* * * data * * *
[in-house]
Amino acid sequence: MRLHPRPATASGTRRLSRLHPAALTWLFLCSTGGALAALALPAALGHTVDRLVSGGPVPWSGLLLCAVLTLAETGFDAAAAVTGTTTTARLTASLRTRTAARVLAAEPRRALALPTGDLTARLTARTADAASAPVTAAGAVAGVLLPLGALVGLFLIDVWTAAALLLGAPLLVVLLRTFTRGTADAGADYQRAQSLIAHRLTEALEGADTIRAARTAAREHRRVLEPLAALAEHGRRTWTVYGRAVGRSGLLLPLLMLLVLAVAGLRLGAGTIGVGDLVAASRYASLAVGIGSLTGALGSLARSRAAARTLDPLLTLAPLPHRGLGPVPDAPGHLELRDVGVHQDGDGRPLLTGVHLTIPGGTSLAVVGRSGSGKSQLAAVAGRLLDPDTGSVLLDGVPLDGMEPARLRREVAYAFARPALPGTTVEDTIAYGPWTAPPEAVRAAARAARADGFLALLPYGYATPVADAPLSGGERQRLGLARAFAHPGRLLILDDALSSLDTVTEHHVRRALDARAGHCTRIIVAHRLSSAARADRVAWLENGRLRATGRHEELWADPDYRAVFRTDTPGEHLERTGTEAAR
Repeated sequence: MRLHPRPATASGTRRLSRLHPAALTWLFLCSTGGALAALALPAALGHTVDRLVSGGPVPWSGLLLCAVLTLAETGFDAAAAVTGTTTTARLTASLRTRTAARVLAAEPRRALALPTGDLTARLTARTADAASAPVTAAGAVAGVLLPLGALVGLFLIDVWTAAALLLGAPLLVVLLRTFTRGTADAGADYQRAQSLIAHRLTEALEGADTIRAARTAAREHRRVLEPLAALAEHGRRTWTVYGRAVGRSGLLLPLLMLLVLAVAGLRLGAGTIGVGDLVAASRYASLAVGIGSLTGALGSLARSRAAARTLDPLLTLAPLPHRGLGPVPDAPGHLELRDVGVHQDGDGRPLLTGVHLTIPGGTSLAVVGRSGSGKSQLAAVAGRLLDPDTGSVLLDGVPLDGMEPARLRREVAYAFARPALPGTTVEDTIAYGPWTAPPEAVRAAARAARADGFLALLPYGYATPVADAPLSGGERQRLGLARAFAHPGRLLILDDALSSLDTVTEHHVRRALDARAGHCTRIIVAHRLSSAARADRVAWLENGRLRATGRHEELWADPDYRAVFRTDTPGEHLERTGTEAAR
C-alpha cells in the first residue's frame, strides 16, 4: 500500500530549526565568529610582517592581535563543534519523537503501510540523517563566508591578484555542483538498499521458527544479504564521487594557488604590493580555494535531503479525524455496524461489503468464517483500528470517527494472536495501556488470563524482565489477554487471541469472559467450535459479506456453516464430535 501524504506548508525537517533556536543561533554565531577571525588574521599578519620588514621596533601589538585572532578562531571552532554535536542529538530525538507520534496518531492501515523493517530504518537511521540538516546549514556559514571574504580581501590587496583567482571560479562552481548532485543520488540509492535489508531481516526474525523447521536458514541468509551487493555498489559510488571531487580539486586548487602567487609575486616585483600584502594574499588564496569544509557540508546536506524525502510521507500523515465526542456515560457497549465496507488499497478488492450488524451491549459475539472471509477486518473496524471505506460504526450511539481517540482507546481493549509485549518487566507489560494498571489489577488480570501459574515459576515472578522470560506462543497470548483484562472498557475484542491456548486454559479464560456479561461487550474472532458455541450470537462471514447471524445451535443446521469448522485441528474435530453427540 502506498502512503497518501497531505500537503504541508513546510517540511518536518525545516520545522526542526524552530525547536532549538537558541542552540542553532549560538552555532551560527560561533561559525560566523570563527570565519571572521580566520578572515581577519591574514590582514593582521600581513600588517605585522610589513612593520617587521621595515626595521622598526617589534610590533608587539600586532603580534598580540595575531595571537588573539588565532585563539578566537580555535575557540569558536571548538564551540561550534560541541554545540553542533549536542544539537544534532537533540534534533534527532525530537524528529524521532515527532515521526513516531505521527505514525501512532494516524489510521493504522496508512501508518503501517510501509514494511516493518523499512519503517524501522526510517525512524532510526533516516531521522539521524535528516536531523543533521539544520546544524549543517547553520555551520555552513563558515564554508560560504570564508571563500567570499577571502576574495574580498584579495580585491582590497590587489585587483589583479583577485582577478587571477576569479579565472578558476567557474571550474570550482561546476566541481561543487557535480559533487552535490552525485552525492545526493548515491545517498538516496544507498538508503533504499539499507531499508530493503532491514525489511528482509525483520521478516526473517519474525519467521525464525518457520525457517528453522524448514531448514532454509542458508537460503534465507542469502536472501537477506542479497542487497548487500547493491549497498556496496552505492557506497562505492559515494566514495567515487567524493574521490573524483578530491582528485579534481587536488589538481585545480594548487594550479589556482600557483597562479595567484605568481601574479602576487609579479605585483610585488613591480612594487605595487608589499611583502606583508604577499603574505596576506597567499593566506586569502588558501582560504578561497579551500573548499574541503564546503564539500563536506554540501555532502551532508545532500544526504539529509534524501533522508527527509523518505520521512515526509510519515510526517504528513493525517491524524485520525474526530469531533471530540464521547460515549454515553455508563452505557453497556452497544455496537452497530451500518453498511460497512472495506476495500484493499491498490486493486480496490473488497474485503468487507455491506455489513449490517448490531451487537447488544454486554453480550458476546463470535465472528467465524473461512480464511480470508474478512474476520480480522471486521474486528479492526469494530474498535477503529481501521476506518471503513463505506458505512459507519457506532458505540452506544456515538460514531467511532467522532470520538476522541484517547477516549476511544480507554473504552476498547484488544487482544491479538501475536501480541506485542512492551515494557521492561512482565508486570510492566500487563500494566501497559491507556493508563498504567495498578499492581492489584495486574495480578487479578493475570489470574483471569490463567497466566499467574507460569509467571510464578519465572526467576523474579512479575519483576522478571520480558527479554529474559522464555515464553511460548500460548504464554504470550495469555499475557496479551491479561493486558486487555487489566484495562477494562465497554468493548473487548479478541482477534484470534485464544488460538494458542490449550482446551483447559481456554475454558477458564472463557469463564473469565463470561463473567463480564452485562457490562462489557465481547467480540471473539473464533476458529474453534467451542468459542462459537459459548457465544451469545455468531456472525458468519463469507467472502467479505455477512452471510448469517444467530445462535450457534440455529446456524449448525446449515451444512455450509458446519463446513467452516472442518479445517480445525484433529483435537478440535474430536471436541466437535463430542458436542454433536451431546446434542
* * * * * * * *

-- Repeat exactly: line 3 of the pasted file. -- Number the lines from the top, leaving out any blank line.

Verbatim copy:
Repeated sequence: MRLHPRPATASGTRRLSRLHPAALTWLFLCSTGGALAALALPAALGHTVDRLVSGGPVPWSGLLLCAVLTLAETGFDAAAAVTGTTTTARLTASLRTRTAARVLAAEPRRALALPTGDLTARLTARTADAASAPVTAAGAVAGVLLPLGALVGLFLIDVWTAAALLLGAPLLVVLLRTFTRGTADAGADYQRAQSLIAHRLTEALEGADTIRAARTAAREHRRVLEPLAALAEHGRRTWTVYGRAVGRSGLLLPLLMLLVLAVAGLRLGAGTIGVGDLVAASRYASLAVGIGSLTGALGSLARSRAAARTLDPLLTLAPLPHRGLGPVPDAPGHLELRDVGVHQDGDGRPLLTGVHLTIPGGTSLAVVGRSGSGKSQLAAVAGRLLDPDTGSVLLDGVPLDGMEPARLRREVAYAFARPALPGTTVEDTIAYGPWTAPPEAVRAAARAARADGFLALLPYGYATPVADAPLSGGERQRLGLARAFAHPGRLLILDDALSSLDTVTEHHVRRALDARAGHCTRIIVAHRLSSAARADRVAWLENGRLRATGRHEELWADPDYRAVFRTDTPGEHLERTGTEAAR